Gary Richrath (guitar)
Freedom Soul Singers (background vocals on 08.)

01. Gypsy Woman’s Passion 5:17
02. 157 Riverside Avenue 3:57
03. Anti-Establishment Man 5:21
04. Lay Me Down 3:51
05. Sophisticated Lady 4:00
06.  Five Men Were Killed Today
07. Prison Women 2:36
08. Dead At Last 10.09

All songs written by:
Neal Doughty – Alan Gratzer – Gregg Philbin – Terry Luttrell – Gary Richrath



Ornette Coleman Quartet – Live At Jazz A Vienne (2008)

FrontCoverRandolph Denard Ornette Coleman (March 9, 1930 – June 11, 2015) was an American jazz saxophonist, violinist, trumpeter, and composer. He was one of the major innovators of the free jazz movement of the 1960s, a term he invented with the name of his 1961 album. His “Broadway Blues” has become a standard and has been cited as a key work in the free jazz movement.[2] He was awarded a MacArthur Fellowship in 1994. His album Sound Grammar received the 2007 Pulitzer Prize for music. (by wikipedia)

And here´s a pretty good broadcast concert (French TV) …

Coleman is the creator of a concept of music called “harmolodic,” a musical form which is equally applicable as a life philosophy. The richness of harmolodics derives from the unique interaction between the players. Breaking out of the prison bars of rigid meters and conventional harmonic or structural expectations, harmolodic musicians improvise equally together in what Coleman calls compositional improvisation, while always keeping deeply in tune with the flow, direction and needs of their fellow players. In this process, harmony becomes melody becomes harmony. Ornette describes it as “Removing the caste system from sound.” On a broader level, harmolodics equates with the freedom to be as you please, as long as you listen to others and work with them to develop your own individual harmony. (by

Recorded live at the Théâtre Antique de Vienne (Isère – Rhône-Alpes)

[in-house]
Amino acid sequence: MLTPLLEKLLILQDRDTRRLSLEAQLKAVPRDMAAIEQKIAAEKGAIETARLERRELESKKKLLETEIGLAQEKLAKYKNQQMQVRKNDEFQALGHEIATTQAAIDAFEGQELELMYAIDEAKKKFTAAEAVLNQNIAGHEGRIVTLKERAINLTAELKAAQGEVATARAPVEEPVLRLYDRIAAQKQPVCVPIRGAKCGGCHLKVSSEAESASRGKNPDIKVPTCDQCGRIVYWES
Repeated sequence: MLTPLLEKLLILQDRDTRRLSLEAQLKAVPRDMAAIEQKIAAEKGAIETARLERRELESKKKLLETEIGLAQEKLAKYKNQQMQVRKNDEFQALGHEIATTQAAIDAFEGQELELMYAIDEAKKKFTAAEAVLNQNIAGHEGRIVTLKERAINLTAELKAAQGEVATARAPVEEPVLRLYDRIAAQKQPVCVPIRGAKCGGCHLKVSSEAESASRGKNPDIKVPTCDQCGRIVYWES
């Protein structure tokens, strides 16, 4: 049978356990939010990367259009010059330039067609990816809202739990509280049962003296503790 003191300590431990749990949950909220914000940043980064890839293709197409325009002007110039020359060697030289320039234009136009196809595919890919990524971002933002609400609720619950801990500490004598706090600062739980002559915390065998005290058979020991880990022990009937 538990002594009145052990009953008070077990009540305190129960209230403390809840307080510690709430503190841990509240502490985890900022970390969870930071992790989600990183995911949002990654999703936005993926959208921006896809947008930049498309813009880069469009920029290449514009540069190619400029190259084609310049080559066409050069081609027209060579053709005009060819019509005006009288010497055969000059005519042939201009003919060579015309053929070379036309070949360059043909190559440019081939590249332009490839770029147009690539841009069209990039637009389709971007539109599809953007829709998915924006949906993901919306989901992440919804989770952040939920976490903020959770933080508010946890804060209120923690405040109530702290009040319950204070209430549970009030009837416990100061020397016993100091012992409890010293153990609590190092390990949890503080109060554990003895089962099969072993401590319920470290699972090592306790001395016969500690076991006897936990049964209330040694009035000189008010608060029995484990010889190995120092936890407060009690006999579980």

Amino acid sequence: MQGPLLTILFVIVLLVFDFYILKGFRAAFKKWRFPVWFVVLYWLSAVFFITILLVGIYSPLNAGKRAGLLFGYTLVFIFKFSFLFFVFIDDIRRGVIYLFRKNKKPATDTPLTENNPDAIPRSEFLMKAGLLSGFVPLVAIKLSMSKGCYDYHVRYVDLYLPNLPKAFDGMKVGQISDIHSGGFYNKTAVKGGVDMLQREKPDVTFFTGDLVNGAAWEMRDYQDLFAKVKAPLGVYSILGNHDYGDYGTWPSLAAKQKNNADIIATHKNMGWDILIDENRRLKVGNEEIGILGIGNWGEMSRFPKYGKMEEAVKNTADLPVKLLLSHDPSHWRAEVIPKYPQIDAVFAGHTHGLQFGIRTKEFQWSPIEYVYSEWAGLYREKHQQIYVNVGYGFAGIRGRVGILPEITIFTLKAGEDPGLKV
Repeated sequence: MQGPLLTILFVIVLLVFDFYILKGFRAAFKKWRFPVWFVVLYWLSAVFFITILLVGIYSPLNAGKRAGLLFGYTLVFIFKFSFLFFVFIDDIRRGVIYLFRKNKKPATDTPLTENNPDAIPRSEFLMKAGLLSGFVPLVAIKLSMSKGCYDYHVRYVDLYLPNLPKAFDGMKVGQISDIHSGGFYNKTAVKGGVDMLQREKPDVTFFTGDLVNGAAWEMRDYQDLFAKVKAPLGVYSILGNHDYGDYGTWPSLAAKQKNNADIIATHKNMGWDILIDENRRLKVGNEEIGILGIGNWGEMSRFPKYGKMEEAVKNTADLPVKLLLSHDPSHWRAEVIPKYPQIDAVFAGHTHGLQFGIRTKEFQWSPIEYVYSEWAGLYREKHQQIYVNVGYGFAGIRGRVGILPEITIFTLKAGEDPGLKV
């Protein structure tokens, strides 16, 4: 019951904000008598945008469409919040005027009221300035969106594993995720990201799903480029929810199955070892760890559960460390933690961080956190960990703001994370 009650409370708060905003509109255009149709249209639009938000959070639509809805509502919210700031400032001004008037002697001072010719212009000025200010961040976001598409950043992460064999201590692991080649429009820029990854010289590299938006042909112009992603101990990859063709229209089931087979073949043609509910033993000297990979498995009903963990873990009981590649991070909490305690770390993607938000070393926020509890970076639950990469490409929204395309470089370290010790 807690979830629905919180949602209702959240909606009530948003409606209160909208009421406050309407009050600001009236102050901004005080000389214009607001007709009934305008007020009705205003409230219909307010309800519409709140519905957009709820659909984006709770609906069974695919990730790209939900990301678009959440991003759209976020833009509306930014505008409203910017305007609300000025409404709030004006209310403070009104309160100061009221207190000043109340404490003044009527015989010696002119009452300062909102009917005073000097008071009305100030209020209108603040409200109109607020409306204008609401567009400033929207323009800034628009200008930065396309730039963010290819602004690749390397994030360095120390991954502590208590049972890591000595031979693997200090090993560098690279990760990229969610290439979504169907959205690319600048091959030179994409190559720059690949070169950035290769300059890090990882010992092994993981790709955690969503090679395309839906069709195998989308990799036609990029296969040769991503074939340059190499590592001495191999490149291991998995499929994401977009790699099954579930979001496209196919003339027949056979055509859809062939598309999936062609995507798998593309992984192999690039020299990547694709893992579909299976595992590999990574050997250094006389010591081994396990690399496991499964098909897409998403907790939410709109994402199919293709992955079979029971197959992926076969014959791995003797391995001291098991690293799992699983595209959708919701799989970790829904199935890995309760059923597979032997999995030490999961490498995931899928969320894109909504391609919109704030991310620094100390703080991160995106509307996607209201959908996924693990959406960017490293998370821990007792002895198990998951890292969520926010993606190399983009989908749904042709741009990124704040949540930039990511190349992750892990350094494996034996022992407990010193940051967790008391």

Denardo Coleman (drums)
Ornette Coleman (saxophone, violon)
Tony Falanga (bass)
Al McDowell (bass)
Charnett Mack Moffet (bass)

01. Intro (Coleman) 0.34
02. Sleep Talking (Coleman) 6.34
03. 9/11 (Coleman)
04. Bach – 5 Bach Arrangements (Bach/Coleman) 12.26
05. Dancing Your Head (Coleman) 5.36
06. Song World (Pt. 1) (Coleman) 3.51
07. Song World (Pt. 2) (Coleman) 4.57
08. Song X (Coleman) 4.04
09. Lonely Woman (Coleman) 4.00



Isère is a department in the Auvergne-Rhône-Alpes region in eastern France named after the river Isère:


Axel Zwingenberger, Dave Green & Charlie Watts – The Magic Of Boogie Woogie (2010)


Axel Zwingenberger (born May 7, 1955) is a blues and boogie-woogie pianist, and songwriter. He is considered one of the finest boogie-woogie music masters in the world.

Zwingenberger was born in Hamburg, Germany, and enjoyed eleven years of conventional piano training. In 1973 he listened to recordings of boogie-woogie pianists Albert Ammons, Meade “Lux” Lewis, and Pete Johnson. He soon joined piano playing partners Hans-Georg Moeller, Vince Weber and Martin Pyrker, and word about the four friends began to spread. In 1974, he played at the First International Blues-and-Boogie Woogie Festival of the West German Radio Station in Cologne which was followed by Hans Maitner’s annual festival Stars of Boogie Woogie in Vienna.

By 1975, Zwingenberger received his first recording contract, issuing such solo recordings as Boogie Woogie Breakdown, Power House Boogie, and Boogie Woogie Live, as well as lending his talents to recordings by such artists as Lionel Hampton, Jay McShann, Big Joe Turner, Lloyd Glenn, Joe Newman, Sippie Wallace, Mama Yancey, Champion Jack Dupree, Sammy Price, Ray Bryant, Charlie Watts, Bill Wyman, Vince Weber, and the Mojo Blues Band, among others.


In addition to issuing other solo recordings, Zwingenberger continues to tour all over the world. He has also authored several publications about blues/boogie-woogie music and musicians as well as Boogie Woogie: Piano Solo, a book of 12 of his compositions, exactly transcribed.

Being a railfan since early childhood, he is also known for his photographs of steam locomotives, including some taken from within the machinery itself. Zwingenberger established a non-profit foundation within the German Foundation for the Protection of Historical Monuments which donates for the preservation of monuments on rails, including the world’s fastest operational steam locomotive, the German DR 18 201.


In spring 2009, coordinated by young pianist Ben Waters from the UK, Zwingenberger renewed his relationship with Charlie Watts, drummer of The Rolling Stones. Together with bassist Dave Green, they played joint concerts billed as The ABC&D of Boogie Woogie. In June 2012 they released their first joint album The ABC&D of Boogie Woogie – live in Paris and presented it in New York by playing concerts at Lincoln Center and The Iridium Jazz Club. (by wikipedia)


He’s the leading boogie woogie player, worldwide. To record his latest album he went to London where he was joined by two stellar players from the UK. A perfect set of recordings. Comes with a 32page booklet with liner notes in German and English. Great.